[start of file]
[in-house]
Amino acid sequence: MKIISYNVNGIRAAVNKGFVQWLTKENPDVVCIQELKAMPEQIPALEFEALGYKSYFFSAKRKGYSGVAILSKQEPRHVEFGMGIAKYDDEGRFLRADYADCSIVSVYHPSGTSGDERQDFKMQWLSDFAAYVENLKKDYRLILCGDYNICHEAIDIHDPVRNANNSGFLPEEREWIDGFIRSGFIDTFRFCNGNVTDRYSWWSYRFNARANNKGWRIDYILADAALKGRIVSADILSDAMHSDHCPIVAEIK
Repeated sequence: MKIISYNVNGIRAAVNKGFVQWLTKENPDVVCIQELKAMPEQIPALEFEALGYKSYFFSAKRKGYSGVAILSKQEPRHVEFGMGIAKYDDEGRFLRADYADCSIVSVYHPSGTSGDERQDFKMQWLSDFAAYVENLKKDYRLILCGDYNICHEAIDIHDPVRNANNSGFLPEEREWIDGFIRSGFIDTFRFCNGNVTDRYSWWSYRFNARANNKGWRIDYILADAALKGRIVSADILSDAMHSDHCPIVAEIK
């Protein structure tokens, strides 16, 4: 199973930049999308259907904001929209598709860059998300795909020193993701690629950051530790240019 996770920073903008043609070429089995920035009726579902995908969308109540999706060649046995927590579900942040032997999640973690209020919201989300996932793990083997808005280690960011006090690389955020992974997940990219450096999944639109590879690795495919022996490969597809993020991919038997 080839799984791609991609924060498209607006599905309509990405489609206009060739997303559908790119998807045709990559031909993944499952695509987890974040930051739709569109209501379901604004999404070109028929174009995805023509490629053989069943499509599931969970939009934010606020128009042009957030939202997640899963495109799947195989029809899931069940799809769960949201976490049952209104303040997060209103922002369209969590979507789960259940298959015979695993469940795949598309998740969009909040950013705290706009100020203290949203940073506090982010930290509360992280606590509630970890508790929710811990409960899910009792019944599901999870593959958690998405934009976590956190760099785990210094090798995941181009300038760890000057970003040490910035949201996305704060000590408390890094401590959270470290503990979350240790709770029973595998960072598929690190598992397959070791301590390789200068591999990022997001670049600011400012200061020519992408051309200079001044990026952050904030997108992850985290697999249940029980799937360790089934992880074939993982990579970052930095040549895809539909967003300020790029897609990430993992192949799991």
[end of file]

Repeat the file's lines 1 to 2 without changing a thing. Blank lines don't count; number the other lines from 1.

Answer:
[in-house]
Amino acid sequence: MKIISYNVNGIRAAVNKGFVQWLTKENPDVVCIQELKAMPEQIPALEFEALGYKSYFFSAKRKGYSGVAILSKQEPRHVEFGMGIAKYDDEGRFLRADYADCSIVSVYHPSGTSGDERQDFKMQWLSDFAAYVENLKKDYRLILCGDYNICHEAIDIHDPVRNANNSGFLPEEREWIDGFIRSGFIDTFRFCNGNVTDRYSWWSYRFNARANNKGWRIDYILADAALKGRIVSADILSDAMHSDHCPIVAEIK